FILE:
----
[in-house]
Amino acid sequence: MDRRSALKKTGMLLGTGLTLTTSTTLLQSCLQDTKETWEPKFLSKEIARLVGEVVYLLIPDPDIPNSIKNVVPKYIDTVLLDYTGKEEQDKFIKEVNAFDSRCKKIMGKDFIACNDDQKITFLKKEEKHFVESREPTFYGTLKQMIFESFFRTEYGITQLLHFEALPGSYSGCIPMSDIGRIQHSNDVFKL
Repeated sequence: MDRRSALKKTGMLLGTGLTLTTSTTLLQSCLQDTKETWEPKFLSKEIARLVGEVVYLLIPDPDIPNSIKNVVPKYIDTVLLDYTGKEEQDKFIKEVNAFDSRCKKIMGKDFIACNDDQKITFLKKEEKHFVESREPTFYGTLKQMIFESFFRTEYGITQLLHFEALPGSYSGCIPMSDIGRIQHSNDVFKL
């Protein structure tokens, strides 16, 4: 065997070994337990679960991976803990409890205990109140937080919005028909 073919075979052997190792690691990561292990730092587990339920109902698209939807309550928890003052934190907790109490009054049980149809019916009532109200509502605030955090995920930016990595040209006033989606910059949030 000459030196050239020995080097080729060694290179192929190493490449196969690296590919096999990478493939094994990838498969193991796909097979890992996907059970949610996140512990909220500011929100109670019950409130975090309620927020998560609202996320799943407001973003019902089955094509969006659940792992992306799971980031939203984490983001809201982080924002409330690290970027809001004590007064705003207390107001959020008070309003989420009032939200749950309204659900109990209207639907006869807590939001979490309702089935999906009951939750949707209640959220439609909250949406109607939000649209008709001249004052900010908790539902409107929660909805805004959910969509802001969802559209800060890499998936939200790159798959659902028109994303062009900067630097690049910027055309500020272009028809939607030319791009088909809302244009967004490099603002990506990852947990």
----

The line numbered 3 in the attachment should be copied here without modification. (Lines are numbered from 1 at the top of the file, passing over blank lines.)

Repeated sequence: MDRRSALKKTGMLLGTGLTLTTSTTLLQSCLQDTKETWEPKFLSKEIARLVGEVVYLLIPDPDIPNSIKNVVPKYIDTVLLDYTGKEEQDKFIKEVNAFDSRCKKIMGKDFIACNDDQKITFLKKEEKHFVESREPTFYGTLKQMIFESFFRTEYGITQLLHFEALPGSYSGCIPMSDIGRIQHSNDVFKL